Zoey, a Boston Terrier puppy mill survivor, brought a lot of joy to the life of her momma, Jean. We were so sorry to hear of her passing, and in memory of her, we wanted to share her story here with you.
Not Your Run-of-the-Mill Girl
Zoey spent the first six years of her life producing puppies for a backyard breeder in Nebraska. She ended up in a shelter, but was taken into foster care by MidAmerica Boston Terrier Rescue (MABTR) because she was simply too frightened for anyone to want to adopt her at the shelter. She was ready for her forever home shortly thereafter.
Zoey’s website adoption biography described a very shy, scared little dog who shook and shivered over almost anything. She’d likely not been out of her cage often and didn’t appear to trust humans much.
We knew we were her forever family when we read that Zoey needed a “kind of” quiet home, preferably with another dog. It said that a stay-at-home adult would also be good. We fit the bill, so my husband drove 2½ hours to pick up our new girl.
All our pets have been beloved family members, but never have we delighted in an animal’s development as we have with Zoey. Little antics like dragging clothes from the laundry basket or taking leashes, brushes, etc. from the dog tub into the living room as though she were having a party have us laughing.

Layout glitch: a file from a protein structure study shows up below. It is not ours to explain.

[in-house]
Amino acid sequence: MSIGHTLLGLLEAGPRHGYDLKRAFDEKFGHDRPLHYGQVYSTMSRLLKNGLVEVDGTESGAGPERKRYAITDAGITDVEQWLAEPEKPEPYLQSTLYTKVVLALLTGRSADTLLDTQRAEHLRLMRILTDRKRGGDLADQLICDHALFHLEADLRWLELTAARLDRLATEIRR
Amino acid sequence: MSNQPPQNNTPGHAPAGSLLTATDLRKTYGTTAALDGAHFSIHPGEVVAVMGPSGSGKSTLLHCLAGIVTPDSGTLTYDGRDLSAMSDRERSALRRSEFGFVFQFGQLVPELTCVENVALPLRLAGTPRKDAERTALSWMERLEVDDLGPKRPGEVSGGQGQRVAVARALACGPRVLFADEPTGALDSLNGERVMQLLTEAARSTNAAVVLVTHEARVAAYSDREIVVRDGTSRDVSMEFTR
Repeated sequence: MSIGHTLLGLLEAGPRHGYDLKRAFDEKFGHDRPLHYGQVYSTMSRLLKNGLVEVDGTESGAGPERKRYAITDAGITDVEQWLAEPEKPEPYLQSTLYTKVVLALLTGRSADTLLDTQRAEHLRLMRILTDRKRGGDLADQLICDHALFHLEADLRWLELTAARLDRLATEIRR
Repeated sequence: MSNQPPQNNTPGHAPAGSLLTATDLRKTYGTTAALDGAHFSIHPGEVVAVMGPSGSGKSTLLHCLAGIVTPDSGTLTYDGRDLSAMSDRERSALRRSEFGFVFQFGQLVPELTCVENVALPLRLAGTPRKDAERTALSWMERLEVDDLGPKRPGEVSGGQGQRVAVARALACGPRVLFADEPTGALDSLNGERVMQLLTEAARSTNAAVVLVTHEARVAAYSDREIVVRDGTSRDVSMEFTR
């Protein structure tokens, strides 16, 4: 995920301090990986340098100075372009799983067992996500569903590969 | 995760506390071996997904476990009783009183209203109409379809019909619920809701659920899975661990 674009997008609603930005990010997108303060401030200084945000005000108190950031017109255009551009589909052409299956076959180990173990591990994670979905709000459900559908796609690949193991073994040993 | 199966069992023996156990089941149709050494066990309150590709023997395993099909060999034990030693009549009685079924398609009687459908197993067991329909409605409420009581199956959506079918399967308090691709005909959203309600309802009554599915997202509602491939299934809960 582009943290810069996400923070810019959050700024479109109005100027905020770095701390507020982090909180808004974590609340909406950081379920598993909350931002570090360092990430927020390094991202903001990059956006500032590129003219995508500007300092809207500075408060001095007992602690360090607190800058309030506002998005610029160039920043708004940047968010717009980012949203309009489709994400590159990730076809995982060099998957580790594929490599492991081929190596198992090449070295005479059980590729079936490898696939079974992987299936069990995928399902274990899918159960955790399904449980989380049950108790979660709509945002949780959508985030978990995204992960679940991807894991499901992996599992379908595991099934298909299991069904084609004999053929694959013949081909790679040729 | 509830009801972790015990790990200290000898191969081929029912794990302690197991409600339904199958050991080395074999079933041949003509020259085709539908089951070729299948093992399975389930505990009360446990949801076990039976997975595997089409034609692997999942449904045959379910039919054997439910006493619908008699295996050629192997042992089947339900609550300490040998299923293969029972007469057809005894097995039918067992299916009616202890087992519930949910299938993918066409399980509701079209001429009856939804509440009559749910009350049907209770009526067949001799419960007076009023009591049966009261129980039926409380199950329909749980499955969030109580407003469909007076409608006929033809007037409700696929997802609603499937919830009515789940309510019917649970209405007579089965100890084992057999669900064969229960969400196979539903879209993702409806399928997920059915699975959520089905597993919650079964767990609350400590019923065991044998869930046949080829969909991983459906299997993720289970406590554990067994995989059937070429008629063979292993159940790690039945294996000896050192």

When we installed a pet door, Zoey was the first one to figure it out, even though our other Boston, Josie, is very outgoing. Zoey amused us by going in and out and in and out repeatedly to show oﬀ the fact that she wasn’t afraid to use the new exit-and-entry system.
Zoey keeps numerous toys in our basement window well and likes to jump in and play with them every now and then. Watching her from the basement perspective is a special treat.
These are the joys of adopting a puppy mill dog. When I look at her sometimes and think what her life must have been like and what it is now, I’m so grateful we found her.
We lost Zoey for four days when she slipped out the garage door the first summer we had her. Those were the longest four days ever. We posted lost dog signs all around the community, and many people helped us search. Our local humane society put out a bulletin, and the radio stations made announcements.
Finally we received a call from a lady who thought she had spotted a little black-and-white dog at a gulch about six or seven blocks from our home. I was at work, but my husband went immediately to the location. Sure enough, there was Zoey. She was happy to be rescued all over again, and we were so excited that we had to tell everyone we had our Boston baby back.
Zoey is no run-of-the-mill dog, to be sure. She’s our special girl. –Jean Lakner